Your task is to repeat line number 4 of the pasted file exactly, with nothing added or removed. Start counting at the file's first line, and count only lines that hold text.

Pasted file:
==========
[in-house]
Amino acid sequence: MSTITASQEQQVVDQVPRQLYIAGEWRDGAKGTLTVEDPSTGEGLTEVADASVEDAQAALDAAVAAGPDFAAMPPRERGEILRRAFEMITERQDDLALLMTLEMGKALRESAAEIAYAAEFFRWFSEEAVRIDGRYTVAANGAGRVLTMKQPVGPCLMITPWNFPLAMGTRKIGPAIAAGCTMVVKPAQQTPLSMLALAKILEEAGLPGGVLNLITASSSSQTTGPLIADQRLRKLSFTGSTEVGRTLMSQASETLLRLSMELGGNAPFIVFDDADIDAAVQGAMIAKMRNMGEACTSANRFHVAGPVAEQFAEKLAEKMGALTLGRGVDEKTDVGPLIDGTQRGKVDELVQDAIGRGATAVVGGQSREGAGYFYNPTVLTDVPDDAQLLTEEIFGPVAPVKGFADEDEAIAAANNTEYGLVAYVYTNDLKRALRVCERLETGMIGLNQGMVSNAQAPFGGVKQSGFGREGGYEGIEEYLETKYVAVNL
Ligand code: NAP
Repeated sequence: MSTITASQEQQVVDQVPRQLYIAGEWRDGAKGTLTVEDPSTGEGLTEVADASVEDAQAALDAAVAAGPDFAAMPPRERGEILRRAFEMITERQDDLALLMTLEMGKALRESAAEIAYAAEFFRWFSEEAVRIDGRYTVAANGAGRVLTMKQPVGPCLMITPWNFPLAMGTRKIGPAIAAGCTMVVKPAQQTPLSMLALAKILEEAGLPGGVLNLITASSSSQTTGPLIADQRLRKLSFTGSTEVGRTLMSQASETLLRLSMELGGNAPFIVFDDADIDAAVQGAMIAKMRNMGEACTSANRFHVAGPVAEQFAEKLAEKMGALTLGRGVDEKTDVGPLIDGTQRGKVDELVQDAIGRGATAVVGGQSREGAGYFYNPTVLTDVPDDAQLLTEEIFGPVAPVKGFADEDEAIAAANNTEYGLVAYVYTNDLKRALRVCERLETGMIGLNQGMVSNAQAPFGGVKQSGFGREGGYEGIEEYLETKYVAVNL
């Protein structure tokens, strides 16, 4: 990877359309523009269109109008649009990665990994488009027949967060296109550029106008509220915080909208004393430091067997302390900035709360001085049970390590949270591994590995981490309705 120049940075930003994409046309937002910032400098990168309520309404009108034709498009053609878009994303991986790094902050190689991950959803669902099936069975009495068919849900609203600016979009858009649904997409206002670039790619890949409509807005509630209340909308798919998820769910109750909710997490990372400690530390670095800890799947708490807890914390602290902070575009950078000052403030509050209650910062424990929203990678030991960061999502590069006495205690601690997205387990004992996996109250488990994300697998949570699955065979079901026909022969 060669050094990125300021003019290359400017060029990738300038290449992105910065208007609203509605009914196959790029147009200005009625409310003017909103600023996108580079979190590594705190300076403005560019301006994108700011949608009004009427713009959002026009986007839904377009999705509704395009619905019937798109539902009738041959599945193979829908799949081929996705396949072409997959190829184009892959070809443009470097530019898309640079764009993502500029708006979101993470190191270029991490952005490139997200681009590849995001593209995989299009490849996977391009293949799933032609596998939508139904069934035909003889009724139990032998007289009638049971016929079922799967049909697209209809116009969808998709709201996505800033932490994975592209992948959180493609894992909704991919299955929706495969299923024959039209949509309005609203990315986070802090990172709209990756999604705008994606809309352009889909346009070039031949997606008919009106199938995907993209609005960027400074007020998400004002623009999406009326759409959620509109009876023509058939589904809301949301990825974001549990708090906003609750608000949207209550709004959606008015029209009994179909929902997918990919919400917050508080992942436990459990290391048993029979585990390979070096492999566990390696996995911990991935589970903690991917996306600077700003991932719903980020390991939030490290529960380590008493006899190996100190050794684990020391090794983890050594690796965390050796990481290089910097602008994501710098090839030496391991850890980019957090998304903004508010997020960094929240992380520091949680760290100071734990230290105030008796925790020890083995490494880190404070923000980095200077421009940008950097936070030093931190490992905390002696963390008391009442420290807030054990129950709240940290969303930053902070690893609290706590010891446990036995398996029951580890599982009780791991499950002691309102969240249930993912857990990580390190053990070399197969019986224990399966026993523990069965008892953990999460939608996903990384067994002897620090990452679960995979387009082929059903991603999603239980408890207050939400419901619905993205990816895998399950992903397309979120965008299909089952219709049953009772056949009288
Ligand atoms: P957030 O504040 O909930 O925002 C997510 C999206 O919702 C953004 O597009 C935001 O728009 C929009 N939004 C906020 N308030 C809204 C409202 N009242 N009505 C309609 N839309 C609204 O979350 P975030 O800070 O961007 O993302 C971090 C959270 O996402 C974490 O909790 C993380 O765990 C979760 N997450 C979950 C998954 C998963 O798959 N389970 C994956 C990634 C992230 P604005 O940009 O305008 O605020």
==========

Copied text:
Repeated sequence: MSTITASQEQQVVDQVPRQLYIAGEWRDGAKGTLTVEDPSTGEGLTEVADASVEDAQAALDAAVAAGPDFAAMPPRERGEILRRAFEMITERQDDLALLMTLEMGKALRESAAEIAYAAEFFRWFSEEAVRIDGRYTVAANGAGRVLTMKQPVGPCLMITPWNFPLAMGTRKIGPAIAAGCTMVVKPAQQTPLSMLALAKILEEAGLPGGVLNLITASSSSQTTGPLIADQRLRKLSFTGSTEVGRTLMSQASETLLRLSMELGGNAPFIVFDDADIDAAVQGAMIAKMRNMGEACTSANRFHVAGPVAEQFAEKLAEKMGALTLGRGVDEKTDVGPLIDGTQRGKVDELVQDAIGRGATAVVGGQSREGAGYFYNPTVLTDVPDDAQLLTEEIFGPVAPVKGFADEDEAIAAANNTEYGLVAYVYTNDLKRALRVCERLETGMIGLNQGMVSNAQAPFGGVKQSGFGREGGYEGIEEYLETKYVAVNL